The World Economic Forum, founded in 1971, is a networking organization that brings together top decision-makers from business, government, and academia to encourage the exchange of ideas and the integration of perspectives on major global issues. Its constituents are primarily the chief and board-level executives of its 800 member companies from 50 countries.
Dr. Vest said "MIT faculty have developed highly successful methodologies for the in-depth, comprehensive study of industrial sectors by interdisciplinary teams. Industries studied during the past few years include automobiles, financial services, energy, and pharmaceuticals. In each of these sectors, and in others, groups of faculty and students are studying both new and mature technologies in the context of management challenges, the structure and markets, and the international policy and regulatory environments in which industrial firms operate."
These studies began with the 1986 appointment of the MIT Industrial Productivity Commission-16 senior faculty drawn from diverse fields of engineering, science, and management. They conducted a detailed two-year analysis of eight international industries, described in the highly acclaimed 1989 book, Made in America: Regaining the Productive Edge.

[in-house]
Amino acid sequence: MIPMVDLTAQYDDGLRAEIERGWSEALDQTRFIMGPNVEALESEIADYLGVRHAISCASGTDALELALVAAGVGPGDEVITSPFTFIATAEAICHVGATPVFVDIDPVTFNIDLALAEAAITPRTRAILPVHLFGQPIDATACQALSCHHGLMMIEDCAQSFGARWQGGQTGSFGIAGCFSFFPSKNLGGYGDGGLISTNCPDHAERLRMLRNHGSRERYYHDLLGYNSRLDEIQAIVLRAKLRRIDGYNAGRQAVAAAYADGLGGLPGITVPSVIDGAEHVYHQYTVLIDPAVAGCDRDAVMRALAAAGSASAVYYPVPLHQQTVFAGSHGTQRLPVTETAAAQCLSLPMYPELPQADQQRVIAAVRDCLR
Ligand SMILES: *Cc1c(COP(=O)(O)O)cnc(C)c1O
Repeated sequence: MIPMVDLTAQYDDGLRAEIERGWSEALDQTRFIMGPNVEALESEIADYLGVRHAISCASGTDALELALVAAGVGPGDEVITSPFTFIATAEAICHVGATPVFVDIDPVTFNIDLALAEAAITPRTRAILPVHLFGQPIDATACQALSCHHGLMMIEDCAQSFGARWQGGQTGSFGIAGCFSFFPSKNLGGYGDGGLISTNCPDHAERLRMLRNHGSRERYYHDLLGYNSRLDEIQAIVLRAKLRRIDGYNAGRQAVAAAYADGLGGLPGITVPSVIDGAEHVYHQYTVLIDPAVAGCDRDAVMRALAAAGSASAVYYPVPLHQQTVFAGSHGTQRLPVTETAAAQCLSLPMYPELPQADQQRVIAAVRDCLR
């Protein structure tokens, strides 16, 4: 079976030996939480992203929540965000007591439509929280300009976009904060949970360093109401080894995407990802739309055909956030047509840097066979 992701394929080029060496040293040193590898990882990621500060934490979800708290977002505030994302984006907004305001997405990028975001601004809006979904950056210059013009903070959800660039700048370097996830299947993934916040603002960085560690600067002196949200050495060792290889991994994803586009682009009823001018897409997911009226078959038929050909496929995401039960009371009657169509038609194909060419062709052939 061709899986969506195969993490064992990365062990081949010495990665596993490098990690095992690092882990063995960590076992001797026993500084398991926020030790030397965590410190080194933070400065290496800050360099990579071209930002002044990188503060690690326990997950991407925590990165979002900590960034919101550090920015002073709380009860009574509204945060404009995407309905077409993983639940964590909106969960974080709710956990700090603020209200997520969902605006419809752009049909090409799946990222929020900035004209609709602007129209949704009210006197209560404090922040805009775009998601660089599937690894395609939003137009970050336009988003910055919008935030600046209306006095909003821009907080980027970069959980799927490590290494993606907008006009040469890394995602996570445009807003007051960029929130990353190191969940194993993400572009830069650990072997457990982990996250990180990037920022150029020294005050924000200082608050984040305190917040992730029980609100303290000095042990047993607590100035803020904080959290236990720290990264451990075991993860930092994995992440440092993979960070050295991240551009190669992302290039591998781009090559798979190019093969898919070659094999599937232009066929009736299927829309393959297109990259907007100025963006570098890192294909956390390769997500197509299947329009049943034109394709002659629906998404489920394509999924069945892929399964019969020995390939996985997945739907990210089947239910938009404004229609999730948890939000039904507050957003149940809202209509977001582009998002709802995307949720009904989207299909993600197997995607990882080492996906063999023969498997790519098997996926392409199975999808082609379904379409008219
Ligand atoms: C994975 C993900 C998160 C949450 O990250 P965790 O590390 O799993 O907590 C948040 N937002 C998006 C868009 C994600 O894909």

Another key innovation is MIT's Leaders for Manufacturing Program, an ongoing partnership launched in 1988 that has brought MIT together with 13 major US manufacturing firms to discover and translate into practice the principles that produce world-class manufacturing. In 1990, in another major study, the MIT International Motor Vehicle Program published its conclusions about "lean production" in the book, The Machine That Changed the World.
In 1991, MIT founded the Industrial Performance Center, an Institute-wide initiative in research and education which builds on the work summarized in Made in America.
Other recent influential books from MIT include The Fifth Discipline: The Art and Practice of the Learning Organization, by Peter Senge of the MIT Sloan School of Management, describing business organizations that will excel in the future; and Head to Head: The Coming Economic Battle Among Japan, Europe and America, by MIT Sloan School Dean Lester Thurow.
A version of this article appeared in the February 3, 1993 issue of MIT Tech Talk (Volume 37, Number 21).